For this twenty-second tool in my Evolutionary tools series I’d like to discuss a tool whose power I have only recently come to recognise: compassion.

The Oxford Dictionary defines it as a ‘sympathetic pity and concern for the sufferings or misfortunes of others’. How is this a tool? It’s all very noble, but how do pity and a concern for others fit into this series on practical tools to improve our wellbeing?

Active compassion

Because the dictionary definition is woefully lacking… It sees compassion as a passive emotional state where one person sympathises with others.

The dictionary definition is woefully lacking… It totally fails to recognise the active side of compassion that enables a compassionate person to powerfully and positively alter their interactions with others.

It totally fails to recognise the active side of compassion that enables a compassionate person to powerfully and positively alter their interactions with others, particularly when conflict is involved.

We can be compassionate towards someone who is suffering and it changes little. It may provoke us to make a gesture—to reach out, or perhaps donate to an emergency appeal. That is in itself valuable, but as a tool it comes into its own in the face of antagonism.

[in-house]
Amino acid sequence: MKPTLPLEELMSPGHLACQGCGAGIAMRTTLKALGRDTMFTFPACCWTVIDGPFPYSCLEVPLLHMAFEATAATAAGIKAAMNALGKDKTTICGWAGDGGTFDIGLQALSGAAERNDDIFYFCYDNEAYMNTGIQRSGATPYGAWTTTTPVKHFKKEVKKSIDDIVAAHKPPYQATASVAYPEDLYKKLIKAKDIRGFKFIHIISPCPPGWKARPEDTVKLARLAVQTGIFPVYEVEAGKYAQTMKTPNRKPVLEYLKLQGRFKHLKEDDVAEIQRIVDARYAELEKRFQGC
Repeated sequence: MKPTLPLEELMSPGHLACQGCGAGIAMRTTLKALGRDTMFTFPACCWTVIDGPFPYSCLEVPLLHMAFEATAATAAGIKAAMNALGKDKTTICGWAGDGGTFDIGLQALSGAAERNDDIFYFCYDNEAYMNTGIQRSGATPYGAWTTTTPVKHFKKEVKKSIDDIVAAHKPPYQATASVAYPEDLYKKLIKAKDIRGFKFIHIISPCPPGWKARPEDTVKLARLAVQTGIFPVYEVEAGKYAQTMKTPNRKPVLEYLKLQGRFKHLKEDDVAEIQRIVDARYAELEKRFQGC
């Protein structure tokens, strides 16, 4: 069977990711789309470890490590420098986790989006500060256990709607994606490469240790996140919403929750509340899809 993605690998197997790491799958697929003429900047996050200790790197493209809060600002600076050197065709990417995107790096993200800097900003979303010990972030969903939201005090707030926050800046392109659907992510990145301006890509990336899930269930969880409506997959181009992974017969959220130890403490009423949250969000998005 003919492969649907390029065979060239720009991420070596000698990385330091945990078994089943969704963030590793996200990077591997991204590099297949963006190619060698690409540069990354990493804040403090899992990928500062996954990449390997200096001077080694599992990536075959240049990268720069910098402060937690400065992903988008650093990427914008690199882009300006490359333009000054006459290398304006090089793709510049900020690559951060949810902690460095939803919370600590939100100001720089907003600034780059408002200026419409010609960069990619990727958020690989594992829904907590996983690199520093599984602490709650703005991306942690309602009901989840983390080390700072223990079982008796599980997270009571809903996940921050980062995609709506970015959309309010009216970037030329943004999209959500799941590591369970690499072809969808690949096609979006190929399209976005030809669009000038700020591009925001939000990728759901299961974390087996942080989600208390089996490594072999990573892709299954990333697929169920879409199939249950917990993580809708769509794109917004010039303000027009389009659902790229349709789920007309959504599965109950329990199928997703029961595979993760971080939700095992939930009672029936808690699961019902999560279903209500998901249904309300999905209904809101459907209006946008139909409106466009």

Antidote to antagonism

It’s very difficult for someone to be upset with you when you genuinely feel compassionate. When you truly recognise the pain of their situation and do not judge them for it. This true compassion is totally disarming.

They may come at you with their emotional claws grasping for your jugular vein, but in the face of true compassion their antagonism will wither, to be replaced by a shared sense of the suffering that the human journey sometimes entails.

I recently had an experience where I decided to disengage from a business commitment that was becoming increasingly toxic.

So I wrote a completely neutral email explaining my decision, with no blame for either party. I offered to meet for a face-to-face discussion. I made arrangements to resolve all outstanding issues. But I also left no doubt my decision was final.

More importantly, I wrote the email from a place of total compassion. The reply I received went completely against the grain of the way matters had been going. It was polite, recognised the difficulties between us, and accepted the termination of the arrangement in good grace.

Compassion for self

To work, compassion must come from a place of humility, an egoless state. It’s not a clever tool to get someone off our backs. We can feel sorry for others yet still maintain an emotional distance, stay aloof. That doesn’t work. We must participate in the compassion.

True compassion requires us to be as compassionate towards ourselves as we are towards others, and that’s hard. We tend to be much harder on ourselves than on others.

This one-sided compassion doesn’t have the disarming effect that I mention above. For that our compassion must run both ways, recognising not only the humanity of whoever is facing us but also that ‘there but for the grace of God go I’.

We all need compassion at times. Extend it to both yourself and others. It’s a game-changer.

Photo by J W on Unsplash

Receive a monthly newsletter

MICHAEL H HALLETT

Email field is required to subscribe.